Reading the tea leaves is a fun exercise and important to prepare for 2018. Many norms and laws changed in 2017 that will surely affect how advancement officers do business in the coming year. Here are a few things I think we can count on for 2018.
The big headline for 2018 is, of course, the recently passed tax reform bill. As a result of this bill we can count on:
- Fewer tax payers will itemize their tax deductions to take advantage of charitable contributions. Only 20% of tax filers itemize their deductions now, so this small base of itemizers will be eroded further by the 30 million additional tax payers who are anticipated to opt for the new standard deduction. The good news is that most people are not motivated to contribute because of the tax savings they will reap.
- Wealthy donors will find the value of their charitable tax deduction — the amount Uncle Sam picks up — is lower, because they will be enjoying a lower tax bracket. If tax deduction is a justification for the wealthy donor, they may be a bit less inclined to give, or give as much. The good news is these wealthy donors should have even more disposable income and, perhaps, a guilty conscience that may lead them to be more generous.
- Those who pay all or part of their health insurance premium will see their payments rise much more than normal. This increase will eat greatly into and, perhaps, exceed the tax cut benefit most taxpayers will see in their paycheck. Higher premiums will also put a strain on your organization’s budget and put more pressure on you to raise more money. The net effect could be LESS disposable income for the vast majority of contributors. No good news here.
The challenge to find strong advancement staff, who you can afford, will continue. This will be exacerbated by the ramp up of hiring by healthcare and higher education fundraising shops. They are well established and can pay more for talented staff. The good news is there are many talented people in hospitality and sales positions who can be trained to be good fundraisers. Think out-of-the-box for your next hires, and invest in advancement and management training to develop the skills your organization needs.
Social Media Justification
The nonprofit sector will continue to struggle to justify building or maintaining a fundraising social media presence. Most nonprofits that think social media is an important fundraising channel will continue to be challenged to justify their return on investment. This will become even more challenging as traditional channels begin to decline in actual usage (rather than millions of fake and dormant accounts) and new channels emerge that further dilute and distract donors. There are currently 60+ social media sites you can use in 2017. The good news is that traditional fundraising “blocking and tackling” methods still work, including direct mail, if you are willing to dig in and get to know your donors.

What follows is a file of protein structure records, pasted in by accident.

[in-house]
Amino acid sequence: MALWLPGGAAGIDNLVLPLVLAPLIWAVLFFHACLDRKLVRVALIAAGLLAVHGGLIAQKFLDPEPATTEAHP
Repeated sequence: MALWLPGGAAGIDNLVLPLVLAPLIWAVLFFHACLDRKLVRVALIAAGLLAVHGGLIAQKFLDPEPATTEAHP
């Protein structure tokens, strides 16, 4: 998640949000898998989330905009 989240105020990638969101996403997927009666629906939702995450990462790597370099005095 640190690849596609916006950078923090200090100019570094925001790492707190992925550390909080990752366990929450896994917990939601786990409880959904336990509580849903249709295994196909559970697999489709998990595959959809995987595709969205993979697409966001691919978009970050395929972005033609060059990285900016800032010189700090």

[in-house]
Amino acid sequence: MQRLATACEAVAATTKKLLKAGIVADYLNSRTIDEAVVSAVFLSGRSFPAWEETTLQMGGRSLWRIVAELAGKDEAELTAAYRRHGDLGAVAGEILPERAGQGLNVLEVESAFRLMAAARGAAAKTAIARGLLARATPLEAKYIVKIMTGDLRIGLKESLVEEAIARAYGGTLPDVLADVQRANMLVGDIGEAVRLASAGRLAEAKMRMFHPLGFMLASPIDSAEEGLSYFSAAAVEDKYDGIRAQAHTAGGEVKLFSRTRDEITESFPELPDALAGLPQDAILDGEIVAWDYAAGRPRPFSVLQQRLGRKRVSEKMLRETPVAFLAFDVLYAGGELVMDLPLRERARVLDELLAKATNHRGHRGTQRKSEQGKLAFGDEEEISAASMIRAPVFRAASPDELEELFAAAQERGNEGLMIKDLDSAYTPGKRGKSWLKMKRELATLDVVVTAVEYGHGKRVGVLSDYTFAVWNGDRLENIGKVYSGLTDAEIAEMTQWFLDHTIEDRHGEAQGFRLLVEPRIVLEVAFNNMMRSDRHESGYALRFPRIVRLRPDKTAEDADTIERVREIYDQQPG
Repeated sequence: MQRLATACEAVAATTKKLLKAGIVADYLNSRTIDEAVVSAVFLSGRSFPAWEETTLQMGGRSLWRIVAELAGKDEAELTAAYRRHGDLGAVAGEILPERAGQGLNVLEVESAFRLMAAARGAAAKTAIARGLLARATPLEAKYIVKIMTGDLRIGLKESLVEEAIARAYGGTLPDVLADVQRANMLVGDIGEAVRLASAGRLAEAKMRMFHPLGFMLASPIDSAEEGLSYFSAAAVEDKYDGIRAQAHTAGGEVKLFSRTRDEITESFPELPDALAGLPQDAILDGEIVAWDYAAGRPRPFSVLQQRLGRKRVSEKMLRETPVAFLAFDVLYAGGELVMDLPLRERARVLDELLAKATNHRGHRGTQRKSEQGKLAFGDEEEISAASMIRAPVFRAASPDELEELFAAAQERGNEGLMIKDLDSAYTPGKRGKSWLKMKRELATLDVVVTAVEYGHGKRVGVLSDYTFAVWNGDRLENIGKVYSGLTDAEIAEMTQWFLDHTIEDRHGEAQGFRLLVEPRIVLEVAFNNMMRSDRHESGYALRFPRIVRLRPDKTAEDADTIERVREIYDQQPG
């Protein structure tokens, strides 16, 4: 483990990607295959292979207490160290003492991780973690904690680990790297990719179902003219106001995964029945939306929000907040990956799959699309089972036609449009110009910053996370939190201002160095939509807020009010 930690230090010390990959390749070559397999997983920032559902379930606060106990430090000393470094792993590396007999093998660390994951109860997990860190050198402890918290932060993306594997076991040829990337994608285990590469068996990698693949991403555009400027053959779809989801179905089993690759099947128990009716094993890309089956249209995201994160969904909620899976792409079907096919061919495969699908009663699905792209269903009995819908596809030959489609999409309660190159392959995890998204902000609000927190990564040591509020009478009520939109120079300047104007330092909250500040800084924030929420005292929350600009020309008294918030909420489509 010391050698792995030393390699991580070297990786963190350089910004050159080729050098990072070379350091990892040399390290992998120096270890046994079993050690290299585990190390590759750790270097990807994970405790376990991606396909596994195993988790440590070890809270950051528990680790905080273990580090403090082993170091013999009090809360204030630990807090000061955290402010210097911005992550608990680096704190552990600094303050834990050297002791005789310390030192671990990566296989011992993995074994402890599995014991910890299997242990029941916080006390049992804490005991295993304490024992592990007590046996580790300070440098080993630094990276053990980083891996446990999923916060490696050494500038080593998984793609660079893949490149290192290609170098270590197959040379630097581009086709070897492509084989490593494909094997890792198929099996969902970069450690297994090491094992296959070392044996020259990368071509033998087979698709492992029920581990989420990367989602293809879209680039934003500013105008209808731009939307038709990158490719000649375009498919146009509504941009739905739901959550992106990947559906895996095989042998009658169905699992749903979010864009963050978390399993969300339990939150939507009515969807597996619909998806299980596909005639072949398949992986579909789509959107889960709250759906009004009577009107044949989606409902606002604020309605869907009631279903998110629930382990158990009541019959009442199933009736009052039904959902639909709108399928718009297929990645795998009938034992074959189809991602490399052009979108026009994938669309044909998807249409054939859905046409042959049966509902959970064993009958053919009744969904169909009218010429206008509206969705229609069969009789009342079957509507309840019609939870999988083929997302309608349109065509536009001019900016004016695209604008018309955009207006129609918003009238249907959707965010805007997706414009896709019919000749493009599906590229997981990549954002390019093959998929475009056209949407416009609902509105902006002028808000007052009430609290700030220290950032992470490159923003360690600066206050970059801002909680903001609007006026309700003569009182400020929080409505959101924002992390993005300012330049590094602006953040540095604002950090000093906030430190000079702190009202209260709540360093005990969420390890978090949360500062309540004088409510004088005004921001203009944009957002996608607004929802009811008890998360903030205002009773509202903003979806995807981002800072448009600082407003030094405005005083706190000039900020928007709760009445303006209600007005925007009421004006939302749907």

Noise Gets Louder
The current political and #metoo climate virtually ensures there will be constant controversy, cringeworthy Twitter-torment and uproar, special counsel revelations and focus on the 2018 mid-term elections. There will be a lot of “noise” in your inbox, social media, news media and mail box. The good news is you can provide your donors and stakeholders a safe-haven from the noise by sharing the great work you are doing and how giving supports your mission and donor’s philanthropic objectives.
Institutional Winners and Losers
I hate to say this, but it will be hard to find nonprofit winners in the coming year. 2018 will be the beginning of The Big Squeeze for organizations.
Healthcare: The elimination of the individual mandate in the tax bill will create serious financial challenges to rural and urban hospitals alike. They are already scrambling to understand the implications.
Higher Education: Challenges abound including a new tax on large endowments amounting to $4,000 per effected student, ever-rising tuition, the challenge for families to justify the return-on-investment of college, restrictions on immigration that reduces the number of paying foreign students, and the uprising of adjunct professors in their quest for pay fairness.
Human Services: Federal and state funds for human services will increasingly be under assault as federal lawmakers try to find ways to pay for their $1.5 trillion gift to their constituents. The tax bill will also hurt state tax income because most state calculations are based on federal adjusted gross income, which will decline under the new bill.
Arts and Culture: I predict a beleaguered public will increase their desire for the arts as an escape from the world around them. Hopefully, this will be accompanied by philanthropic support.
All this being said, I believe we can still count on the inherent generosity of our nation and its citizens to be ignited by the tumult that 2017 brought and that 2018 will likely bring. Americans will continue to understand that nonprofit organizations, as well as the people who support and work for them, are central to a civil society and exemplify our nation at its very best. Their missions touch every facet of our lives, inspire the success of our citizens and country, and deserve our admiration and generous support.
Very timely and thought-provoking blog.
Let’s hope things get better in 2018.
As always, an informative and interesting article.
The key is your last paragraph about Generosity. I agree. When the donor knows the need, and the value, they will donate. With the right development staff it can be done.
Happy New Year
Middle income and wealthy will have more money to give, but less in tax incentives. It will be important for nonprofits to step-up their game to improve and communicate program results, and to engage donors and prospects more meaningfully and more often. Do this, and 2018 should be an improvement.
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